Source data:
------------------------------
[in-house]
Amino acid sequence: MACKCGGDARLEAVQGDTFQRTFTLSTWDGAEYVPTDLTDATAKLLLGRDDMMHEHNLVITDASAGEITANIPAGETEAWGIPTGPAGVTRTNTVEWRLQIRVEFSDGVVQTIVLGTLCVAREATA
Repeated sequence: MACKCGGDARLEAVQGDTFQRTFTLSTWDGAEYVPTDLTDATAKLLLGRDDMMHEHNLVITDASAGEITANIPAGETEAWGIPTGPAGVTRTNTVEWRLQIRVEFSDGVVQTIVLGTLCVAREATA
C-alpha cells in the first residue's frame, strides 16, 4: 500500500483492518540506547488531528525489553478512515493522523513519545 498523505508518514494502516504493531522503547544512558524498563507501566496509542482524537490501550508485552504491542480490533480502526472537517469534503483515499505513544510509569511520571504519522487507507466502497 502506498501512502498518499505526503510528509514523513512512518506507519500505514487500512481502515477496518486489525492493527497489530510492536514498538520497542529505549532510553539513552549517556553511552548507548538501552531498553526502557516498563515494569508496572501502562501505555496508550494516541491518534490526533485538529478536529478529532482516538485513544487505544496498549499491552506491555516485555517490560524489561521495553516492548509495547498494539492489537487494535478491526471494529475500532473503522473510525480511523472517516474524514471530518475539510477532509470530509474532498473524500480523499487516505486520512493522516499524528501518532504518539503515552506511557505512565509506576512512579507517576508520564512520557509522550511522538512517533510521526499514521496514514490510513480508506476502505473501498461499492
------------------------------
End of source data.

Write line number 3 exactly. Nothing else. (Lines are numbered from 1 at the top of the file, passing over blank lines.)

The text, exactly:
Repeated sequence: MACKCGGDARLEAVQGDTFQRTFTLSTWDGAEYVPTDLTDATAKLLLGRDDMMHEHNLVITDASAGEITANIPAGETEAWGIPTGPAGVTRTNTVEWRLQIRVEFSDGVVQTIVLGTLCVAREATA